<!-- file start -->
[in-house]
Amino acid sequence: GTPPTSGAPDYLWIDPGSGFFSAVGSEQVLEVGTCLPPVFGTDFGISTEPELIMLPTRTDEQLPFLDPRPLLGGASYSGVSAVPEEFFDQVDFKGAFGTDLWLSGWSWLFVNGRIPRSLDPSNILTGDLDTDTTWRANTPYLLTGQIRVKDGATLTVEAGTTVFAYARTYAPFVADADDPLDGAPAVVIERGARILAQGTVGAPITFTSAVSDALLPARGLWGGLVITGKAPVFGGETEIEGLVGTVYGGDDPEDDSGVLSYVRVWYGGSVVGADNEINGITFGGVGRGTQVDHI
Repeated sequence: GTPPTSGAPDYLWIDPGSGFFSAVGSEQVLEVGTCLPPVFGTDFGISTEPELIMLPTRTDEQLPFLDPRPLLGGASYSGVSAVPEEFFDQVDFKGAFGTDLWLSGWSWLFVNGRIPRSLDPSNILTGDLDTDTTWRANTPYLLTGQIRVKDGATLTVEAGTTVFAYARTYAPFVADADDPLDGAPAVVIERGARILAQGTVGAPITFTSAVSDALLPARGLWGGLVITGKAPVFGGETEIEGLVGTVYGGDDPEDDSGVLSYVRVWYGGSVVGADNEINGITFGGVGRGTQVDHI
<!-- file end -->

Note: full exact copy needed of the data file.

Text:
[in-house]
Amino acid sequence: GTPPTSGAPDYLWIDPGSGFFSAVGSEQVLEVGTCLPPVFGTDFGISTEPELIMLPTRTDEQLPFLDPRPLLGGASYSGVSAVPEEFFDQVDFKGAFGTDLWLSGWSWLFVNGRIPRSLDPSNILTGDLDTDTTWRANTPYLLTGQIRVKDGATLTVEAGTTVFAYARTYAPFVADADDPLDGAPAVVIERGARILAQGTVGAPITFTSAVSDALLPARGLWGGLVITGKAPVFGGETEIEGLVGTVYGGDDPEDDSGVLSYVRVWYGGSVVGADNEINGITFGGVGRGTQVDHI
Repeated sequence: GTPPTSGAPDYLWIDPGSGFFSAVGSEQVLEVGTCLPPVFGTDFGISTEPELIMLPTRTDEQLPFLDPRPLLGGASYSGVSAVPEEFFDQVDFKGAFGTDLWLSGWSWLFVNGRIPRSLDPSNILTGDLDTDTTWRANTPYLLTGQIRVKDGATLTVEAGTTVFAYARTYAPFVADADDPLDGAPAVVIERGARILAQGTVGAPITFTSAVSDALLPARGLWGGLVITGKAPVFGGETEIEGLVGTVYGGDDPEDDSGVLSYVRVWYGGSVVGADNEINGITFGGVGRGTQVDHI